UBC Faculty Research and Publications

Patterns of changing pregnancy intentions among women living with HIV in Canada Skerritt, Lashanda; Kaida, Angela; O’Brien, Nadia; Burchell, Ann N.; Bartlett, Gillian; Savoie, Édénia; Boucoiran, Isabelle; Gormley, Rebecca; Kestler, Mary; Money, Deborah M.; et al.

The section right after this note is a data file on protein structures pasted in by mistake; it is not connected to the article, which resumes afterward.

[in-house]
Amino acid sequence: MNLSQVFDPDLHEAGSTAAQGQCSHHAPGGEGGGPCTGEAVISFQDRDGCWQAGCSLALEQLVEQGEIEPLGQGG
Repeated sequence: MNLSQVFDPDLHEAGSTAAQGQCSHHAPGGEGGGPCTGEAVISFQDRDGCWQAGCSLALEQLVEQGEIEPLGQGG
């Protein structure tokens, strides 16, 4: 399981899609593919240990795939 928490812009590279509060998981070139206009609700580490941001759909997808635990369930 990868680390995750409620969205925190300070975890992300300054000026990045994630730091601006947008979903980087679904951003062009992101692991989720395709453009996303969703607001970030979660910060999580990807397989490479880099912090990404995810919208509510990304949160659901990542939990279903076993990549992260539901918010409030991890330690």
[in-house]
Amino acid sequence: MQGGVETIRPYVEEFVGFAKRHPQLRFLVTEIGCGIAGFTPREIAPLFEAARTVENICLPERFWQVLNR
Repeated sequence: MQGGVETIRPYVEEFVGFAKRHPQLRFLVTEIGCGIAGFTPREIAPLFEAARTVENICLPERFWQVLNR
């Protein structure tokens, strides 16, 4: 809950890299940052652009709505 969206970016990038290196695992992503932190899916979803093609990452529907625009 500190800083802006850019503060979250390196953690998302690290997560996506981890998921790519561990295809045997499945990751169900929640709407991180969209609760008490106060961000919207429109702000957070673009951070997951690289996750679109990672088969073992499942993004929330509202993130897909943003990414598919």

Background Women with an undetectable viral load can become pregnant and have children with no risk of HIV transmission to their sexual partners and low risk of transmission to their infants. Contemporary pregnancy intentions of women living with HIV in Canada are poorly understood, evidenced by high rates of unintended pregnancy and low uptake of contraceptives. Methods We used longitudinal survey data from the Canadian HIV Women’s Sexual and Reproductive Health Cohort Study (CHIWOS) to measure and compare pregnancy intentions (Yes vs No vs Unsure) at baseline, 18-months and 36-months follow-up (from 2013 to 2018) among women living with HIV of reproductive age (16–49 years) and potential. We used Sankey diagrams to depict changes in pregnancy intentions over time and multivariable logistic regression to examine the relationship between pregnancy intention within 2 years and subsequent pregnancy. Results At baseline, 41.9% (119/284) of women intended to become pregnant, 43.3% did not, and 14.8% were unsure. Across 36-months of follow-up, 41.9% (119/284) of women changed their pregnancy intentions, with 25% changing from intending to not intending to become pregnant and 13.1% vice versa. Pregnancy intentions were not strongly associated with subsequent pregnancy between baseline and 18-months (aOR 1.44; 95% CI 0.53, 3.72) or between 18 and 36-months (aOR 2.17; 95% CI 0.92, 5.13). Conclusions Our findings underscore the need for healthcare providers to engage in ongoing discussions with women living with HIV to support their dynamic pregnancy intentions.

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